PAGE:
Jacksonville Area Legal Aid

Florida Supreme Court exterior
Via Jacksonville Daily Record

A ruling from the Florida Supreme Court puts limits on how legal aid clinics can use their funds, potentially restricting the aid available to low-income Floridians who need representation in civil court. 

Florida Supreme Court
Via Jacksonville Daily Record

If you are accused of a crime, you are entitled to a lawyer, even if you can’t afford one. But in civil cases, — things like evictions, foreclosures, or wrongful denial of government assistance — there is no guarantee of an attorney. 

Andrew Harnik / AP Photo

Floridians facing eviction because of non-payment due to the coronavirus pandemic now have a new tool in their legal toolbox.

Tuesday on “First Coast Connect,” we have an update on President Donald Trump’s proposed $1 trillion transportation spending bill from the Fiorentino Group’s Marty Fiorentino (01:16), who was recently in Washington working with Transportation Secretary Elaine Chao on infrastructure spending. We also talked about upcoming toll roads and express lanes on the First Coast with the Florida Department of Transportation’s Mary Justino and Hampton Ray (26:54). Jacksonville attorney Michael Freed and Jacksonville Area Legal Aid President and CEO Jim Kowalski (36:35) talked about an upcoming event. The latest edition of “Moveable Feast” hosted by Leigh Court featured Dana Stallings (41:10), and WJCT music director David Luckin (49:48) discussed this weekend’s Jacksonville Jazz Festival and corresponding programing on “Electro Lounge.”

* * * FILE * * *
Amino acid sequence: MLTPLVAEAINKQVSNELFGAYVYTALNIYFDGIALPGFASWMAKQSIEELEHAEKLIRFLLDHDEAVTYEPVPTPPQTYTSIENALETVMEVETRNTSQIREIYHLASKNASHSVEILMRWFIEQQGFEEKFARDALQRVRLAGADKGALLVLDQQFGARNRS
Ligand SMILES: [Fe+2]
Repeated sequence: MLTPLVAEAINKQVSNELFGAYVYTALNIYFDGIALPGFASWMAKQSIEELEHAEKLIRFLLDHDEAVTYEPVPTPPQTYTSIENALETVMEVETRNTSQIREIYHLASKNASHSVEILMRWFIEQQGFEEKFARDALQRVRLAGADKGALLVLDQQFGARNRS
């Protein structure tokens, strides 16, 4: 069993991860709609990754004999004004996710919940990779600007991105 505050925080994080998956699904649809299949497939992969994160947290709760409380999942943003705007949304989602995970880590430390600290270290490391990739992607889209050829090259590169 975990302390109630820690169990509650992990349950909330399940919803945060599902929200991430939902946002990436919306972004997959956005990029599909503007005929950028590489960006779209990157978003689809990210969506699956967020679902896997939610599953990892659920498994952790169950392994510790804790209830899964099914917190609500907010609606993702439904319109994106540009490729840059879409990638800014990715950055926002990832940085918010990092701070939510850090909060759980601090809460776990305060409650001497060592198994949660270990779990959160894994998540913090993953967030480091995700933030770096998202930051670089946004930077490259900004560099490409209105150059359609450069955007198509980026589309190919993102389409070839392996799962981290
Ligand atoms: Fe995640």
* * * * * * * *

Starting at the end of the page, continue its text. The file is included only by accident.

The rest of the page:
Vince Kong

In our Chasing the Dream series, WJCT looked at the thousands of Jacksonville residents on the wait list for housing vouchers, as well as as those struggling to avoid eviction from public housing.

Now, the series examines options available to people who qualify for public housing but, for one reason or another, choose to live somewhere else.

Chasing the Dream

The deplorable conditions at the local low-income housing project Eureka Gardens captured national headlines when it came to light residents were living with dangerous mold, leaky gas pipes, and dilapidated stairs. But those conditions aren’t unique to that complex. 

Many local, low-income residents deal with these conditions every day.

For poor people in Jacksonville, finding housing that’s both affordable and livable can be hard to come by. Finding shelter often means settling for dangerously run-down apartments and dealing with the constant threat of eviction.

WJCT’s "Chasing the Dream" series, launching this week on 89.9 FM, examines what housing is available when you’re poor and what’s being done to help against a public housing system that’s underfunded nationwide.

We discuss the issue with WJCT News Director Jessica Palombo, and attorneys Katherine Hanson and Jeff Haynie of Jacksonville Area Legal Aid.

Fair Housing

April marks Fair Housing Month.

It’s a time to commemorate the 1968 passage of the Fair Housing Act, which prohibits discrimination in housing. Citizens cannot be discriminated against based on gender, race, color, national origin, religion, disability or family status. Local ordinances may offer additional protection.

The 2016 Florida Fair Housing Summit takes place next week in Orlando.

Newly Renamed Jax Journey To Receive Additional Funding

Oct 23, 2015

The Jacksonville Journey has a shorter name along with increased funding. An oversight committee decided Thursday the crime-prevention initiative will now be called the Jax Journey.

Anna Hamilton

The federal Fair Housing Act was enacted in 1968 after the assassination of the Rev. Martin Luther King, Jr. to fight housing discrimination and promote equal opportunity.

Last month, Jacksonville Area Legal Aid workers commemorated its passage with a visit to St. Johns County.

It was an April morning. On the trolley tour itinerary: two Civil Rights tours, one of St. Augustine’s past and another of its present, both with an eye toward the future.